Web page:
Way To Heaven
Until May 8 at SBW Stables/Griffin
It’s 1942, and a Red Cross inspector is invited by the Nazis to visit a Jewish ghetto near Berlin. He tours the town and sees normality: couples court, children play, vendors sell their wares. Conditions are tough but acceptable, the inspector reports. The inspector is wrong.
Juan Mayorga’s Way to Heaven, co-produced by Griffin Independent and Ride On Theatre, is a darkly-focussed meditation based on the true story of a Czechoslovakian concentration camp called Terezin (or Theresienstadt). Of the 144,000 Jews sent there, it’s estimated just 17,247 survived.
A nervy Nicholas Hope (Bad Boy Bubby) brilliantly depicts the Red Cross inspector, who is wracked by guilt. “I didn’t see anything …” he implores, “what else could I have done?” The stage light falls on the audience too, casting us as involuntary judge and jury of his confessional.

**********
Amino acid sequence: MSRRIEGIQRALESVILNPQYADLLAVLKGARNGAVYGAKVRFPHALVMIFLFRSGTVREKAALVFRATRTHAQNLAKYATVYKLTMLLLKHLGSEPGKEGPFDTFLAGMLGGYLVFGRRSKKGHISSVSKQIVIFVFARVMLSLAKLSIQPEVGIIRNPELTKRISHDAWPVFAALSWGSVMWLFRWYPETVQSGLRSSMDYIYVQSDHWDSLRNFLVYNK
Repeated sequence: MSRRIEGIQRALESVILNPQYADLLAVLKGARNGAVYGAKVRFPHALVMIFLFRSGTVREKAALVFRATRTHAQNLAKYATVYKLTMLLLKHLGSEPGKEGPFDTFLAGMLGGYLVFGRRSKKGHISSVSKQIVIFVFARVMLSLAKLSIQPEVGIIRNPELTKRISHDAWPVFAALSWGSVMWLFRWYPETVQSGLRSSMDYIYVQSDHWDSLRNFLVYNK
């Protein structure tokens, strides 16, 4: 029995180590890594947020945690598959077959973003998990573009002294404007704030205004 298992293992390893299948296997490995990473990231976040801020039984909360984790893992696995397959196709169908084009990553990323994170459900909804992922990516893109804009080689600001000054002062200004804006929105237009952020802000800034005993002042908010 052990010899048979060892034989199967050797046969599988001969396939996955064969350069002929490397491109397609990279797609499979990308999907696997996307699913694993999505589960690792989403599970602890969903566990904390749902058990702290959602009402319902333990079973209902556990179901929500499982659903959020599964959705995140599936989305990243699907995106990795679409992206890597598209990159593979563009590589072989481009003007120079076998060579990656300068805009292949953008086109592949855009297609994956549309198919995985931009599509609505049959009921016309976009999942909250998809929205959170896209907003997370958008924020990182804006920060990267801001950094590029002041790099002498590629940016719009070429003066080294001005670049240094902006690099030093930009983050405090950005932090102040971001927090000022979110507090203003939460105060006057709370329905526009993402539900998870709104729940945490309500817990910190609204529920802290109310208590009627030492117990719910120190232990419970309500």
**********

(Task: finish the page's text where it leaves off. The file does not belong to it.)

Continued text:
The action switches to the camp, where the chief Nazi Commandant (Nathan Lovejoy) and a reluctant Jewish detainee appointed as liaison between the Nazis and the captive Jews (Terry Serio) are workshopping the scenes of the grand deception. The Commandant plunges with gusto into his role as “director” – repressing his feelings of horror about the task at hand. As he polishes and re-polishes the artifice, shuffling his “actors” around the camp in anticipation of the inspector’s visit, he retreats deeper into the delusion that he is, in fact, creating a splendid work of art.
The play’s pacing suffers slightly from its own theatrical conceit – as the Commandant labours over scenes, the play labours too, weighed down by repetitive rehearsals and an unvarying script. Yet it remains an intriguing, clever, unique piece of theatre with a cautionary, contemporary undercurrent, phrased best by Mayorga: “The invisibility of horror is an ongoing subject in our lives”.